Swiss signal support for EU choice to head WTO

Pascal Lamy is one of four candidates for WTO director general Keystone

The government has signalled that it supports former European Union trade commissioner Pascal Lamy as the next head of the World Trade Organization (WTO).

This content was published on April 15, 2005 - 18:08

The announcement comes as a surprise in some circles, as it follows indications that Switzerland might support a candidate from a developing country.

A senior government official was quoted last week as saying that Switzerland might stand behind such a candidate if the developing countries themselves clearly supported his nomination.

But a spokesman for the economics ministry indicated on Friday that the alleged comments did not correspond to the government’s position at this stage of the consultations.

Head of communications Manuel Sager told swissinfo: "Together with all the other members of the WTO, Switzerland was called upon to communicate to the presidency of the General Council its views on the various candidacies.

"In this first round of consultations, Mr Lamy ranked at the top of Switzerland’s list of preferences expressed to the presidency of the general council."

Lamy is also the preferred candidate of the 15 European Union member countries, who collectively represent Switzerland’s major trading partner.

WTO officials said on Friday Lamy had received the most support in the first round of consultations to find a new head.

"Lamy had the highest level of preferences and the most broad support," said selection panel chairman Amina Mohamed.

Balancing act

The current head of the Geneva-based WTO is Thailand’s Supachai Panitchpakdi, and four countries – France, Uruguay, Brazil and Mauritius – have nominated candidates to succeed him as of September 1.

The heads of the World Bank and the International Monetary Fund traditionally come from the United States and Europe respectively.

The WTO, the other major global institution in the field of economics and trade relations, is thus often seen as the best opportunity for developing countries to directly influence international policy in such areas.

The opening of discussions about Panitchpakdi’s successor comes shortly after Swiss Economics Minister Joseph Deiss publicly supported the nomination of controversial US candidate Paul Wolfowitz to head the World Bank.

The IMF has been headed since last year by former Spanish economics minister Rodrigo Rato.

Deiss and Finance Minister Hans-Rudolf Merz will be representing Switzerland in Washington this week, together with national bank chairman Jean-Pierre Roth, at the annual spring meeting of the IMF and the World Bank.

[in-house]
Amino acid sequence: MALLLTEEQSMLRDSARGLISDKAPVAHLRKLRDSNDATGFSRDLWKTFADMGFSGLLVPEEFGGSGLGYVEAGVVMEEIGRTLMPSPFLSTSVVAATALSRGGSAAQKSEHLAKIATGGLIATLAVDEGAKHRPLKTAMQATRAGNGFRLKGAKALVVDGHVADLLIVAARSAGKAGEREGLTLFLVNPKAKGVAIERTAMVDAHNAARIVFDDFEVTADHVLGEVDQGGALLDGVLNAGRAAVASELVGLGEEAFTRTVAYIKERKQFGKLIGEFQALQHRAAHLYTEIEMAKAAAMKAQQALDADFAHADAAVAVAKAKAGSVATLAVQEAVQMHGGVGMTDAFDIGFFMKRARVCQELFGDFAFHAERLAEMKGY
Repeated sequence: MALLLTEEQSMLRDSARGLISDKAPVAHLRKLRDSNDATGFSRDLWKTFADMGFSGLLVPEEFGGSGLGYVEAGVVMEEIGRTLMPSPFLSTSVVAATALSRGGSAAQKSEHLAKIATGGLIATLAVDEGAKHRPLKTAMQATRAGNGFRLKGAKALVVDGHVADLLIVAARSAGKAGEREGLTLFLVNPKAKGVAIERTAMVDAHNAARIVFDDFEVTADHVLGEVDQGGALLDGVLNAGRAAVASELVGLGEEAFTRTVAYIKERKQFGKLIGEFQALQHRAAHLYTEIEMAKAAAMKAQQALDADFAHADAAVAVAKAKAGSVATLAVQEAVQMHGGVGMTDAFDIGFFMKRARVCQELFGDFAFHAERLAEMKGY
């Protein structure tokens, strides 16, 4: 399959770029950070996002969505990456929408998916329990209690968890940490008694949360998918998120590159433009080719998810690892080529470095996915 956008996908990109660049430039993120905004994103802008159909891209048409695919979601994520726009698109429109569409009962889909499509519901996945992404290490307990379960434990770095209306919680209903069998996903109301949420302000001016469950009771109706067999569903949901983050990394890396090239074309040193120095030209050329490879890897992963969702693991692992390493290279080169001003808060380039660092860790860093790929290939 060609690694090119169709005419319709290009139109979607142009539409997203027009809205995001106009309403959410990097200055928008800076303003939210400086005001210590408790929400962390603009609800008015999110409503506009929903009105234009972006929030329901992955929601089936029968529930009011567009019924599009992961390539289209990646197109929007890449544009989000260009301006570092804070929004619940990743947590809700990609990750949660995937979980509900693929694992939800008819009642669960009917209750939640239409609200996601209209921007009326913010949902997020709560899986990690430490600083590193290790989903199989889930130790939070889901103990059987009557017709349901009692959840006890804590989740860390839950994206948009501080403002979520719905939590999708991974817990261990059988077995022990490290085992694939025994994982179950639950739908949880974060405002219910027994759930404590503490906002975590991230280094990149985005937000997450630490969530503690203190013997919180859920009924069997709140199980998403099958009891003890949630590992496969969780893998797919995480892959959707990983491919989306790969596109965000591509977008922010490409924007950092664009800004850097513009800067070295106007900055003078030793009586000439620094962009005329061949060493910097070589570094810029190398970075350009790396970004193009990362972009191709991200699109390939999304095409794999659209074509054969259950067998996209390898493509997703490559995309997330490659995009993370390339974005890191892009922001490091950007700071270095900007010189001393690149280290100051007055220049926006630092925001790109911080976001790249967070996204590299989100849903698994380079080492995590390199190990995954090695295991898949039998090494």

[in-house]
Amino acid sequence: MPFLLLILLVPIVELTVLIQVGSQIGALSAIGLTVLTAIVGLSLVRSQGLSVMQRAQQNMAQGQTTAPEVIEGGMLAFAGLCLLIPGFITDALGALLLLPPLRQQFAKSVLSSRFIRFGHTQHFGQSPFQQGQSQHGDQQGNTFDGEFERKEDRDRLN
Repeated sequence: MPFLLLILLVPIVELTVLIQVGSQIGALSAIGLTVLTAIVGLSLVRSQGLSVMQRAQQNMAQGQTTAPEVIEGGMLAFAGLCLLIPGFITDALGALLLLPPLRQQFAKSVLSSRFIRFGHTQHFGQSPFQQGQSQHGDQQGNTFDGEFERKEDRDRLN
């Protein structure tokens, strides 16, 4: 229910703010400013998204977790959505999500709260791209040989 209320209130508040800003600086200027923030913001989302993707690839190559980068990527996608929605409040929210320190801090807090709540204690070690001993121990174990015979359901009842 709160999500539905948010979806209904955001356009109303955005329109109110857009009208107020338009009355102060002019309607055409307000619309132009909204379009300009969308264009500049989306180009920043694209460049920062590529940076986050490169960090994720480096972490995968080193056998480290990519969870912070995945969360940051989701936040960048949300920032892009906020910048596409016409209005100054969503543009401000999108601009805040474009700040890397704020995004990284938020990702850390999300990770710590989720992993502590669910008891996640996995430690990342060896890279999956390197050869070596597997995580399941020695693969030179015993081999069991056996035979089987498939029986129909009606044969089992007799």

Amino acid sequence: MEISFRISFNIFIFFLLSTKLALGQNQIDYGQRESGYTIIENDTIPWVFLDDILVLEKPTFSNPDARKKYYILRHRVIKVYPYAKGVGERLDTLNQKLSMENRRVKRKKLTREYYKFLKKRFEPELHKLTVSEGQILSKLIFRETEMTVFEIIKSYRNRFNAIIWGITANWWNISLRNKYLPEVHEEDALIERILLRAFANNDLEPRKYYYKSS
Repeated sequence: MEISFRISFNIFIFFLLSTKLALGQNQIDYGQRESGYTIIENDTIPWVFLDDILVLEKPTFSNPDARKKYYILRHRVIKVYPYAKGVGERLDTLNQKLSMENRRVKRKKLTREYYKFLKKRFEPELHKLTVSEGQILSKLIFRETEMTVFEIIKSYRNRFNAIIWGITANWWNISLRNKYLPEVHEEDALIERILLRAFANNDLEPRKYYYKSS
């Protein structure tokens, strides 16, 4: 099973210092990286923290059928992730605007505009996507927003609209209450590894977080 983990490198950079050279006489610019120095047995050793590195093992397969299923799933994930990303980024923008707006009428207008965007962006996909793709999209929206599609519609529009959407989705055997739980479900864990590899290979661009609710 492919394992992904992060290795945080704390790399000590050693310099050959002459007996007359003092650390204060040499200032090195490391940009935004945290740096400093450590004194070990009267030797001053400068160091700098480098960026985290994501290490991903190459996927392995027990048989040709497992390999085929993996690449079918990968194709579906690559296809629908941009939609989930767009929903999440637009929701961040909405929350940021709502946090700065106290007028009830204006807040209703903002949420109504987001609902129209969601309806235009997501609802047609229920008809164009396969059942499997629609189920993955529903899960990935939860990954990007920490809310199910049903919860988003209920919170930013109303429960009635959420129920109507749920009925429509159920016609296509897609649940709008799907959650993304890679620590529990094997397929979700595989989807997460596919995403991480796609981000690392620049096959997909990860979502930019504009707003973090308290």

Common choice?

The presidency of the WTO General Council is expected to submit a report on the results of the first round of consultations to the organisation’s permanent national representatives.

It will then hold further consultations to identify a candidate on whom all members can agree.

A candidate is due to be selected by the end of May.

Lamy, currently an associate professor of politics in Paris, served as EU trade commissioner from 1999 to 2004.

One of his strongest rivals is Uruguay’s Carlos Perez del Castillo, currently special advisor on international trade negotiations to the president of Uruguay. He is a former permanent representative to the WTO and has chaired most of its top bodies.

swissinfo, Chris Lewis

Key facts

The WTO was founded in 1995 to succeed the General Agreement on Tariffs and Trade (GATT).
It is the only international organisation that deals with the global rules of trade between nations.
Much of its current work builds on global talks held before its creation, but it is also hosting new negotiations under the 2001 "Doha Development Agenda".

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In brief

The government has indicated that it supports former EU trade commissioner Pascal Lamy to head the WTO.

A spokesman said reports Switzerland might favour a candidate from a developing country did not reflect its position at this stage.

He confirmed that Lamy topped Switzerland’s list of preferences in the initial round of consultations.

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